Photographer: Simon Dawson/Bloomberg

Investors in World’s Top Coal Shipper Pass Climate-Change Motion

Updated on
  • Glencore shareholders vote for disclosure on risks to business
  • Miner says coal remains ‘energy of choice’ in emerging markets

Glencore Plc investors agreed that the largest exporter of coal burned for power should provide more information on risks to its business from growing levels of government legislation to tackle climate change.

Shareholders at an annual meeting in Zug, Switzerland, on Thursday voted 98 percent in favor of requiring more information on public-policy positions and actions Glencore takes on greenhouse gas pollution.

Such proposals are championed by the Aiming for A coalition of fund managers, which already secured resolutions at BP Plc and Royal Dutch Shell Plc. The California Public Employees’ Retirement System has also expressed support.

"The board fully supports this resolution," Chairman Tony Hayward said. "We want to engage and work with the coalition on what we all recognize will be a multi-year journey."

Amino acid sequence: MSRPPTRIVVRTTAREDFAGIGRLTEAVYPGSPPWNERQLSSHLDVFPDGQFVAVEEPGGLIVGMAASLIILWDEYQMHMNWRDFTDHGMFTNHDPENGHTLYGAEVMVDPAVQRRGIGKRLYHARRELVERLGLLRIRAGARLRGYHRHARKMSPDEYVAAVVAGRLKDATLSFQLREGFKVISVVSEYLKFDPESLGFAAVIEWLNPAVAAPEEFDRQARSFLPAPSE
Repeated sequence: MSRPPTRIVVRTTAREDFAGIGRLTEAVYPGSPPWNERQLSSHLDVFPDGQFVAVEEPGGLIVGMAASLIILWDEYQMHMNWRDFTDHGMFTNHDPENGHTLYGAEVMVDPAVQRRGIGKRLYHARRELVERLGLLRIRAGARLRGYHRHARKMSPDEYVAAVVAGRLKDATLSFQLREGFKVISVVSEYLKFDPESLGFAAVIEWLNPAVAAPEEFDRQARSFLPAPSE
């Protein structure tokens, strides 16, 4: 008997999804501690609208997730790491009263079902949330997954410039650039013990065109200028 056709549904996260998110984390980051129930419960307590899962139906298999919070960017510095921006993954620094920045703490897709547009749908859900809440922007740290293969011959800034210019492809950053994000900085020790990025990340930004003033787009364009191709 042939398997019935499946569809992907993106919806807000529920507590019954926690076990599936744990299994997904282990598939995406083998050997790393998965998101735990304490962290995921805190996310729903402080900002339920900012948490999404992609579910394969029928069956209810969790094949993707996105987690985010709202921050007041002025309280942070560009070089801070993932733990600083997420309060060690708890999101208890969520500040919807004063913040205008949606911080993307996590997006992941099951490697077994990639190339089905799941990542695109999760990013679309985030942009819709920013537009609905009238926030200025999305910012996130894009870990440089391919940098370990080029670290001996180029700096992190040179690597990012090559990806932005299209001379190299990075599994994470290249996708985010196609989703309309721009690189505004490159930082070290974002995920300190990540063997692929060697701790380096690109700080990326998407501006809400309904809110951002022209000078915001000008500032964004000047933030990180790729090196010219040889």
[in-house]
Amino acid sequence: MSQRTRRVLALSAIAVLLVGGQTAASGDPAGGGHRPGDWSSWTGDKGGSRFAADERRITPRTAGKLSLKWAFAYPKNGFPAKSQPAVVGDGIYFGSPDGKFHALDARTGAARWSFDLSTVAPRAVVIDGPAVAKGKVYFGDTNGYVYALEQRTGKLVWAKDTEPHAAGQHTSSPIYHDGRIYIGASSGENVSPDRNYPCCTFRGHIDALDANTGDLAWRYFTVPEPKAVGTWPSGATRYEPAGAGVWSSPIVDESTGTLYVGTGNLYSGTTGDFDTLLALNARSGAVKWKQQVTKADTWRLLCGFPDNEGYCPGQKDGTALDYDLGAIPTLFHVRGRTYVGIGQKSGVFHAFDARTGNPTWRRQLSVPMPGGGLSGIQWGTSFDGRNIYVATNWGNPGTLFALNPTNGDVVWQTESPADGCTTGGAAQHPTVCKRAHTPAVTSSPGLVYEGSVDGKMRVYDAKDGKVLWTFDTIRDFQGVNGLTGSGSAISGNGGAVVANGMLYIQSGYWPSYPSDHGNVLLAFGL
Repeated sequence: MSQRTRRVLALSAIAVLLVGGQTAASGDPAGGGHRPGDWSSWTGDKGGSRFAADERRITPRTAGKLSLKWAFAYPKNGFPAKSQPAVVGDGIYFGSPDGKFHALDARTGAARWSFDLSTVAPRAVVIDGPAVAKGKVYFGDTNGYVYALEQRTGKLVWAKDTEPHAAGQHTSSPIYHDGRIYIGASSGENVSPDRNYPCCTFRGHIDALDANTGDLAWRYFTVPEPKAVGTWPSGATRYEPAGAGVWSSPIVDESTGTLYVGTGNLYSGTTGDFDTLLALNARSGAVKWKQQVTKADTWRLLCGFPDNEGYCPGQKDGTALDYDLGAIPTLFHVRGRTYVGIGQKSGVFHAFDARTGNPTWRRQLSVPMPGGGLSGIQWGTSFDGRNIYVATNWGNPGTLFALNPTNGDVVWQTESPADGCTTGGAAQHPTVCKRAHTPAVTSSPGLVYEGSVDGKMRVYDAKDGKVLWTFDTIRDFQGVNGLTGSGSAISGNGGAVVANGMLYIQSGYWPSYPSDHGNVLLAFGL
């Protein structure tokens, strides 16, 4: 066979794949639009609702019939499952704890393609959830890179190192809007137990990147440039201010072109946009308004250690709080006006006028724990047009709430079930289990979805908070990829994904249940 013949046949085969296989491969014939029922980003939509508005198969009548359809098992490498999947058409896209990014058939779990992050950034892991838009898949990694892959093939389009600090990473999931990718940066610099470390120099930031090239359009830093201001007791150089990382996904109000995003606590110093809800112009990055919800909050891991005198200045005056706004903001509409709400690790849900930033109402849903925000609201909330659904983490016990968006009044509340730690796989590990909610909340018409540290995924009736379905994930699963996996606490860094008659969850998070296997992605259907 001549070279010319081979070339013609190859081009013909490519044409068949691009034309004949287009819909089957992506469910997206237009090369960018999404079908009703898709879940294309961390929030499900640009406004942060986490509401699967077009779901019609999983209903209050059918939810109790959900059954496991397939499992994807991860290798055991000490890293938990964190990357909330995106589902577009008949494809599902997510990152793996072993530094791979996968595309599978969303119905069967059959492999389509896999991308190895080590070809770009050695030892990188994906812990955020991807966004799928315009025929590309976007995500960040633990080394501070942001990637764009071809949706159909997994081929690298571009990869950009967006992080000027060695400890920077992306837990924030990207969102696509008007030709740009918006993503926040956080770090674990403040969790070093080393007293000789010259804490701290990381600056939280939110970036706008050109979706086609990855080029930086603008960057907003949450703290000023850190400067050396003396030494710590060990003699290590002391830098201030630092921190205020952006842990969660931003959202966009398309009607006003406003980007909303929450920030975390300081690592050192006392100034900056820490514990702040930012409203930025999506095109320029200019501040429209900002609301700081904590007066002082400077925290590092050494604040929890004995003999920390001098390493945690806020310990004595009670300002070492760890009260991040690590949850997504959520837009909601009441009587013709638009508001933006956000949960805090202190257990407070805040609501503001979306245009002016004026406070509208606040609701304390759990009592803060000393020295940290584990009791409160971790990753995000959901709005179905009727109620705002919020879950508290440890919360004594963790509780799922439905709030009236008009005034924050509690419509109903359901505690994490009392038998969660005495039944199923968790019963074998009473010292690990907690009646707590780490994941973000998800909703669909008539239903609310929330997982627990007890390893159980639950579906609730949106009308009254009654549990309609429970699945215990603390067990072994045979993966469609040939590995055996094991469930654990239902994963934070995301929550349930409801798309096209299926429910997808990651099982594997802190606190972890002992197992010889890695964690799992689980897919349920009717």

A growing number of investors and regulators are considering whether untapped deposits of oil, gas and coal around the world, valued at trillions of dollars and controlled by some of the biggest resource companies, will be stranded as nations seek to curb climate change. Glencore is the largest exporter of thermal coal with interests in about 30 operating coal mines in Australia, South Africa and Colombia.

Renewable Sources

With almost 20 percent of Glencore’s energy needs coming from renewable sources, the company will look for ways to deploy renewable energy at its operations, where it makes commercial sense, Hayward said. Glencore is working to develop clean-coal technologies as it wants to cater for growing coal demand in regions such as Southeast Asia, Hayward said.

While the U.S. and Europe are burning less coal, there’s a "strong probability" of rising demand in Southeast Asia, he said. The fuel is a growing part of energy use across most of the region where low-cost gas isn’t available, he said.

“Our assets, particularly those in Australia, are well placed to satisfy that demand,” Hayward said. "Coal remains the energy of choice for the emerging world and there is a reason for that. It’s cheap and readily available. It’s lifted billions of people out of poverty and will continue to do so."

The fuel accounts for almost 20 percent of its industrials revenue and 3 percent of the company’s earnings before interest and taxes, Jefferies LLC estimates.

Peter Grauer, the chairman of Bloomberg LP, the parent of Bloomberg News, is a senior independent non-executive director at Glencore.

— With assistance by Jess Shankleman, and Jesse Riseborough

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